• Washington should adopt the Zero Emission Vehicle program, which would set ambitious targets for electric vehicle deployment.
  • Governments at all levels should make it easier for people to own and drive electric vehicles. For example, Washington offers a sales and use tax exemption for electric vehicles; Georgia offers up to a $5,000 tax credit and Colorado offers up to a $6,000 tax credit. Ensuring convenient access to charging infrastructure is also important.
  • America should generate at least 25 percent of its electricity from clean, renewable sources of energy by 2025. Washington currently has a requirement to reach 15 percent renewable by 2020, plus developing all cost-effective conservation.
  • And finally, the EPA should help clean up the electricity system by finalizing the recently announced federal carbon pollution standards for power plants, and Washington should support and implement them.

“Let’s steer toward a safer climate and a cleaner, healthier future,” said Madsen. “Future generations will thank us for it.”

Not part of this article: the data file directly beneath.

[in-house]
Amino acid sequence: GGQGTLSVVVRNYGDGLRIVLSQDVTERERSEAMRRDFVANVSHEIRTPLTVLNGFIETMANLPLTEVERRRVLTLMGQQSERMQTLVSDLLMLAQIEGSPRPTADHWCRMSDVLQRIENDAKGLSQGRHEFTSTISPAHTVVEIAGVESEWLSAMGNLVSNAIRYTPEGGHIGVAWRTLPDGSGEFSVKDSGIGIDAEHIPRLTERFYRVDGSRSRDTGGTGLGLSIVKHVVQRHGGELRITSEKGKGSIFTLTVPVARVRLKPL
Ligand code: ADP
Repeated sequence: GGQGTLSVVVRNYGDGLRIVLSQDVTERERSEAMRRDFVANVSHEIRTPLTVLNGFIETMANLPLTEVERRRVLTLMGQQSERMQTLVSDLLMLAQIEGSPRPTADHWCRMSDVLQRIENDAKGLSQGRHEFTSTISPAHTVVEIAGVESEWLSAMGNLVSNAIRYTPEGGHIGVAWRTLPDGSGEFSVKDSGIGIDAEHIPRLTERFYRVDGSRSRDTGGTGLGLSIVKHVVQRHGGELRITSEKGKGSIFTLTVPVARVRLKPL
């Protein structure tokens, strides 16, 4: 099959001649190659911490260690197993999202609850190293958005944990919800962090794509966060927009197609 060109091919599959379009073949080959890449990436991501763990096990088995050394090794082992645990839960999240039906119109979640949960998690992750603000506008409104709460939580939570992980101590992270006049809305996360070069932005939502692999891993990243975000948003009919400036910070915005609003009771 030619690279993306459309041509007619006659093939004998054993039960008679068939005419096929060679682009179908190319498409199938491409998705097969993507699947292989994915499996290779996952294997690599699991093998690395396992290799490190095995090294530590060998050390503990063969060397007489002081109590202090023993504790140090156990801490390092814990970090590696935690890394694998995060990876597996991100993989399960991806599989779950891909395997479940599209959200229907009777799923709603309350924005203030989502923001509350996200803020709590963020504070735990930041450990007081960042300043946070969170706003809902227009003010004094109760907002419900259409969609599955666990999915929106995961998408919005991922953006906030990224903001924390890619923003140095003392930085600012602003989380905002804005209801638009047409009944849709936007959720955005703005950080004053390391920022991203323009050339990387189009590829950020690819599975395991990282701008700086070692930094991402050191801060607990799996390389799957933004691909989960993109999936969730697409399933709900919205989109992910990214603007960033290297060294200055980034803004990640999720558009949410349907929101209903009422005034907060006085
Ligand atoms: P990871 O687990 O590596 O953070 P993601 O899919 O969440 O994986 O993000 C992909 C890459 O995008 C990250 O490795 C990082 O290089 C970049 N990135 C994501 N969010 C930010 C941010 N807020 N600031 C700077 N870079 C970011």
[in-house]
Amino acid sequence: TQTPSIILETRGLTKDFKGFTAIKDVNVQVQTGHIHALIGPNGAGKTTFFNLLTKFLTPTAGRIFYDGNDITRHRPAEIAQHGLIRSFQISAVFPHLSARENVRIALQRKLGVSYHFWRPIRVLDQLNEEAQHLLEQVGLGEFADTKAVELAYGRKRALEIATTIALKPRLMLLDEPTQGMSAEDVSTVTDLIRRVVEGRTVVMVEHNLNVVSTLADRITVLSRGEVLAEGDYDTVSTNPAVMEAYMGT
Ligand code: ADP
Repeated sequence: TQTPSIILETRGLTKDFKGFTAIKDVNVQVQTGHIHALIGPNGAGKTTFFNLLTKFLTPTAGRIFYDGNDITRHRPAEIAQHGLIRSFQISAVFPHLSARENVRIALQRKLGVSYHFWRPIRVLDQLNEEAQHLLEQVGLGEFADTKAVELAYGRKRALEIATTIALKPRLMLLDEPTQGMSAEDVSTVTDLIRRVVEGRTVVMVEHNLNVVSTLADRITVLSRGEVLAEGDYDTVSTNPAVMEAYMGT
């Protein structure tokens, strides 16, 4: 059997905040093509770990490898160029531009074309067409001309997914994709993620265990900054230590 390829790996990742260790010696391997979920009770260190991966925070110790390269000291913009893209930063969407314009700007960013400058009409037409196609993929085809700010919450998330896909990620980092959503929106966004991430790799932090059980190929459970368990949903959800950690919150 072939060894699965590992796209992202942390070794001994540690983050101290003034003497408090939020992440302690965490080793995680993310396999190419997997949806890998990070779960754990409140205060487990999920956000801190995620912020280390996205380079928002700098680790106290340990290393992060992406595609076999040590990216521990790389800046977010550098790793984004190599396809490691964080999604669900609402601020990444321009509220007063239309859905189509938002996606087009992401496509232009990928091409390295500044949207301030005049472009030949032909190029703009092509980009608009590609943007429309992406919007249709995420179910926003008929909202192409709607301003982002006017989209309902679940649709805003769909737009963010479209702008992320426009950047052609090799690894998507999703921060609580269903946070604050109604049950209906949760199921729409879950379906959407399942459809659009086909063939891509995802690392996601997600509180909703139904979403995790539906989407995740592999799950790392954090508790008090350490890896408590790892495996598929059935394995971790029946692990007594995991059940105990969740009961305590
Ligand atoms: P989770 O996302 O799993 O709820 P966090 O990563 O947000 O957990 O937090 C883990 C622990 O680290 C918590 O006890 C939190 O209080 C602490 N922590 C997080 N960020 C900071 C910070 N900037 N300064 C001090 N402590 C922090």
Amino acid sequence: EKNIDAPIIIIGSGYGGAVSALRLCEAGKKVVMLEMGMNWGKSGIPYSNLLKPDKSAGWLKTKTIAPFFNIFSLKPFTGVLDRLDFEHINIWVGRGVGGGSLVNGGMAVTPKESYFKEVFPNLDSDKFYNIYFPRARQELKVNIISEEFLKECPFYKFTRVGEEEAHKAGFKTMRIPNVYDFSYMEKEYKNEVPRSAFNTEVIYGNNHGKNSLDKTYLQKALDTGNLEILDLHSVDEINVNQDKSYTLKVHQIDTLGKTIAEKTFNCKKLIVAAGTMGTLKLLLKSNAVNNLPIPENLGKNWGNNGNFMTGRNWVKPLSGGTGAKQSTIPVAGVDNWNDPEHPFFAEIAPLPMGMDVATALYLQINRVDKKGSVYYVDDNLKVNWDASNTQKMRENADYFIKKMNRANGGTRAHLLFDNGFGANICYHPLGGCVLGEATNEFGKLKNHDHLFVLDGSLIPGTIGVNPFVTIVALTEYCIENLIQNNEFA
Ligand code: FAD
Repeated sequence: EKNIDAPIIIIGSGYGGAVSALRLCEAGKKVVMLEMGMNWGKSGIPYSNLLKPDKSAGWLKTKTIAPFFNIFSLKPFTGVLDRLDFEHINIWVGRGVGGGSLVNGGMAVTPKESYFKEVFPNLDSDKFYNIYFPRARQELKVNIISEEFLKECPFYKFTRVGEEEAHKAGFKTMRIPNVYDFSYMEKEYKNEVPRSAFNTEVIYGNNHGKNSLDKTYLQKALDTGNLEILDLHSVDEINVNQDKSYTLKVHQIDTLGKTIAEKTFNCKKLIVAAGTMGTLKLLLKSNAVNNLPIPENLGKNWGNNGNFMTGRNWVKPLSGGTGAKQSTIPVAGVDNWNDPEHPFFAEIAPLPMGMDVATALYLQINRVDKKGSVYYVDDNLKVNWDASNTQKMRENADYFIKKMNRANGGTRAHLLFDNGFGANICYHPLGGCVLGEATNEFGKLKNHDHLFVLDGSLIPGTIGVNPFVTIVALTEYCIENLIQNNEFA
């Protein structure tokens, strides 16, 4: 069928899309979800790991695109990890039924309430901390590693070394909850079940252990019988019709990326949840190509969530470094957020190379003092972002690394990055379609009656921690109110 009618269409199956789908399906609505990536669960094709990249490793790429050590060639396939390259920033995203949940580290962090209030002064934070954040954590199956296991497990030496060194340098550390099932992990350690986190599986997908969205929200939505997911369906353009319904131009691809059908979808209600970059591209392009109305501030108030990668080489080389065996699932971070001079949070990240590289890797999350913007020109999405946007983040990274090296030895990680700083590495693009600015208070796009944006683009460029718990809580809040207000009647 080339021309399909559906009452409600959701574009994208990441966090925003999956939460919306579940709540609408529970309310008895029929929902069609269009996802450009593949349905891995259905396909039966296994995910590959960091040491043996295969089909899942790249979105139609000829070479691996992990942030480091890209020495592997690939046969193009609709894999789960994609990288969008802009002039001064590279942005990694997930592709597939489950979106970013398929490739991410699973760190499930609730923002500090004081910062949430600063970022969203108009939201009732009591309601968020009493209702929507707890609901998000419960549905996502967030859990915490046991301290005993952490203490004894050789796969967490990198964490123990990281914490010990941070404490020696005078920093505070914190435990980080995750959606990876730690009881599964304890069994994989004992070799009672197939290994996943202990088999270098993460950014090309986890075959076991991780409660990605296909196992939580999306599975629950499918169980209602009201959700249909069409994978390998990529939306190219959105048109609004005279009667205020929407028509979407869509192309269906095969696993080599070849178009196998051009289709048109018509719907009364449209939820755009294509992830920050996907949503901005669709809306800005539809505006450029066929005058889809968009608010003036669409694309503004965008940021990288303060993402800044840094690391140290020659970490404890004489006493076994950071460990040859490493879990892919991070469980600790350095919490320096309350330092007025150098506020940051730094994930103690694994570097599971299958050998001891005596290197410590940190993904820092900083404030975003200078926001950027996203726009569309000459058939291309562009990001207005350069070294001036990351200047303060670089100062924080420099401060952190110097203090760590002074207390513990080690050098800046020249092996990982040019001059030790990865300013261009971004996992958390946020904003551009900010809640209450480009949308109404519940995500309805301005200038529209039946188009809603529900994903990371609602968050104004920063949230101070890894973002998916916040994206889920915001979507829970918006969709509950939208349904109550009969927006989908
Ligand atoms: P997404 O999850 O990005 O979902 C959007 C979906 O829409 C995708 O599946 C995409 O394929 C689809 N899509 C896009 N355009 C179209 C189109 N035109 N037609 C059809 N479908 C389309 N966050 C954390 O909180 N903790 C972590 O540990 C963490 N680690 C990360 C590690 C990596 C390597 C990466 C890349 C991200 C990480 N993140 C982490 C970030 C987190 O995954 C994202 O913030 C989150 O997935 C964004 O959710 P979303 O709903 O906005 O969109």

A copy of the report is available online at:

http://www.environmentwashingtoncenter.org/reports/wac/driving-cleaner

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Environment Washington Research & Policy Center is a 501(c)(3) organization. We are dedicated to protecting our air, water and open spaces. We investigate problems, craft solutions, educate the public and decision-makers, and help the public make their voices heard in local, state and national debates over the quality of our environment and our lives. Find out more at www.environmentwashingtoncenter.org.